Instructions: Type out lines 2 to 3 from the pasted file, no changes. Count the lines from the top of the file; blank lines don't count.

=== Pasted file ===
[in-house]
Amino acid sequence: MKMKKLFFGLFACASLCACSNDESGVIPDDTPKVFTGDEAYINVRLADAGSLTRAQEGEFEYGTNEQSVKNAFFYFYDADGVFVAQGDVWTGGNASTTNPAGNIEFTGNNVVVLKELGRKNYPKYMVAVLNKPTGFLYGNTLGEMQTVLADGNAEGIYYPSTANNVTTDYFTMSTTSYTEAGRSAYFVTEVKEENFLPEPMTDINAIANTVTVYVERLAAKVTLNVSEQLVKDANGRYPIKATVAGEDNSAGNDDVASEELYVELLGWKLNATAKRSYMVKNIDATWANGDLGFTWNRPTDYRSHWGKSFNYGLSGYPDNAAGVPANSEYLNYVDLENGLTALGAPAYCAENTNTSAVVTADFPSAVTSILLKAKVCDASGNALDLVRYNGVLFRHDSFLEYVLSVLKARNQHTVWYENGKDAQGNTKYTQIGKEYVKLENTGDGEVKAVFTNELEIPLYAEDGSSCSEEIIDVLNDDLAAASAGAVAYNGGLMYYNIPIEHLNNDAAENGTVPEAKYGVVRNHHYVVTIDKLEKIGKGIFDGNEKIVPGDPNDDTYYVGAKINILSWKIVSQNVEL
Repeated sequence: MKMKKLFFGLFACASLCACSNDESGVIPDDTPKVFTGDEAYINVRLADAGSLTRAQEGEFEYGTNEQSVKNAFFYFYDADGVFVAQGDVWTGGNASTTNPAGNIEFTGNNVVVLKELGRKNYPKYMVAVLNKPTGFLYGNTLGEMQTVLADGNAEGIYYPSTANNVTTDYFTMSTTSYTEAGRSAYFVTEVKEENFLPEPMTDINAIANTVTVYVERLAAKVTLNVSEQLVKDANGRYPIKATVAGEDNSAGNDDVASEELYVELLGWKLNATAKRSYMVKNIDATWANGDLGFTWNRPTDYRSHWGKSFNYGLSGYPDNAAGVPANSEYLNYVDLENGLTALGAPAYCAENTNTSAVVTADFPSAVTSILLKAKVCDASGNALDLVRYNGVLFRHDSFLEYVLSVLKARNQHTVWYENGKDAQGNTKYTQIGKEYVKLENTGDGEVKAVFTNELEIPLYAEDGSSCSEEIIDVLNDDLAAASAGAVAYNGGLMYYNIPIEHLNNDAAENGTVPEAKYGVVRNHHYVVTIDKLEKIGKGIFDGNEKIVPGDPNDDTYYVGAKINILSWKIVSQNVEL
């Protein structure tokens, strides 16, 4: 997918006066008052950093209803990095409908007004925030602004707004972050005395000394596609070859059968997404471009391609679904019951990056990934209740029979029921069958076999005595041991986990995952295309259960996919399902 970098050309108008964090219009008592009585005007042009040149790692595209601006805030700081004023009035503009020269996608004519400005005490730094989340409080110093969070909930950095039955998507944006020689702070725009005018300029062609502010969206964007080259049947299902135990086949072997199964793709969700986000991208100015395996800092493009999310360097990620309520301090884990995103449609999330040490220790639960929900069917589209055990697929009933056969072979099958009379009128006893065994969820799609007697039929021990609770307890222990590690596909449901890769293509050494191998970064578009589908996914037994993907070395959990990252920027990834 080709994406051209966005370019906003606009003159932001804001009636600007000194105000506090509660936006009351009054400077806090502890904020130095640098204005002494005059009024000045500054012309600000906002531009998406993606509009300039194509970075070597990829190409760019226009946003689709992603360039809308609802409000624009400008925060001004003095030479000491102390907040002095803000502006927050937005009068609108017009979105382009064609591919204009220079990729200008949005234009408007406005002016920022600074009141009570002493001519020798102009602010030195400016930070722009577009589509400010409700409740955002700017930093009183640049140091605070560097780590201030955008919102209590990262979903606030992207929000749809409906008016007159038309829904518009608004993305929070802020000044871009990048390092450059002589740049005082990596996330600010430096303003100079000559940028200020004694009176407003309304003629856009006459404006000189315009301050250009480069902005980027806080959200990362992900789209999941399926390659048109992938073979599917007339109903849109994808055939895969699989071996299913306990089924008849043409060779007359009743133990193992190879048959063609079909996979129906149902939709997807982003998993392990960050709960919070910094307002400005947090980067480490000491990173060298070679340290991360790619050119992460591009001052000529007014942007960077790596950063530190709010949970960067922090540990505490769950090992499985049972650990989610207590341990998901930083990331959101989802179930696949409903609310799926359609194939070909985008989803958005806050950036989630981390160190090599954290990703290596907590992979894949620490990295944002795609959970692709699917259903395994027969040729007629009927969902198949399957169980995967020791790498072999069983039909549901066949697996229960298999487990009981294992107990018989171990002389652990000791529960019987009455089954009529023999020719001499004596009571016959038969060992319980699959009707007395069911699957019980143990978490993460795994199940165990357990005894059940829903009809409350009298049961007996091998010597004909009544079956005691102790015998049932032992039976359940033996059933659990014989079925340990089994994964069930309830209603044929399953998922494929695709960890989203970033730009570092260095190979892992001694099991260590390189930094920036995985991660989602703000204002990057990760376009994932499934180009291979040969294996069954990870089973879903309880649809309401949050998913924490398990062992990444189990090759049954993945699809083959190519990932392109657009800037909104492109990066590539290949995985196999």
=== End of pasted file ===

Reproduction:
Amino acid sequence: MKMKKLFFGLFACASLCACSNDESGVIPDDTPKVFTGDEAYINVRLADAGSLTRAQEGEFEYGTNEQSVKNAFFYFYDADGVFVAQGDVWTGGNASTTNPAGNIEFTGNNVVVLKELGRKNYPKYMVAVLNKPTGFLYGNTLGEMQTVLADGNAEGIYYPSTANNVTTDYFTMSTTSYTEAGRSAYFVTEVKEENFLPEPMTDINAIANTVTVYVERLAAKVTLNVSEQLVKDANGRYPIKATVAGEDNSAGNDDVASEELYVELLGWKLNATAKRSYMVKNIDATWANGDLGFTWNRPTDYRSHWGKSFNYGLSGYPDNAAGVPANSEYLNYVDLENGLTALGAPAYCAENTNTSAVVTADFPSAVTSILLKAKVCDASGNALDLVRYNGVLFRHDSFLEYVLSVLKARNQHTVWYENGKDAQGNTKYTQIGKEYVKLENTGDGEVKAVFTNELEIPLYAEDGSSCSEEIIDVLNDDLAAASAGAVAYNGGLMYYNIPIEHLNNDAAENGTVPEAKYGVVRNHHYVVTIDKLEKIGKGIFDGNEKIVPGDPNDDTYYVGAKINILSWKIVSQNVEL
Repeated sequence: MKMKKLFFGLFACASLCACSNDESGVIPDDTPKVFTGDEAYINVRLADAGSLTRAQEGEFEYGTNEQSVKNAFFYFYDADGVFVAQGDVWTGGNASTTNPAGNIEFTGNNVVVLKELGRKNYPKYMVAVLNKPTGFLYGNTLGEMQTVLADGNAEGIYYPSTANNVTTDYFTMSTTSYTEAGRSAYFVTEVKEENFLPEPMTDINAIANTVTVYVERLAAKVTLNVSEQLVKDANGRYPIKATVAGEDNSAGNDDVASEELYVELLGWKLNATAKRSYMVKNIDATWANGDLGFTWNRPTDYRSHWGKSFNYGLSGYPDNAAGVPANSEYLNYVDLENGLTALGAPAYCAENTNTSAVVTADFPSAVTSILLKAKVCDASGNALDLVRYNGVLFRHDSFLEYVLSVLKARNQHTVWYENGKDAQGNTKYTQIGKEYVKLENTGDGEVKAVFTNELEIPLYAEDGSSCSEEIIDVLNDDLAAASAGAVAYNGGLMYYNIPIEHLNNDAAENGTVPEAKYGVVRNHHYVVTIDKLEKIGKGIFDGNEKIVPGDPNDDTYYVGAKINILSWKIVSQNVEL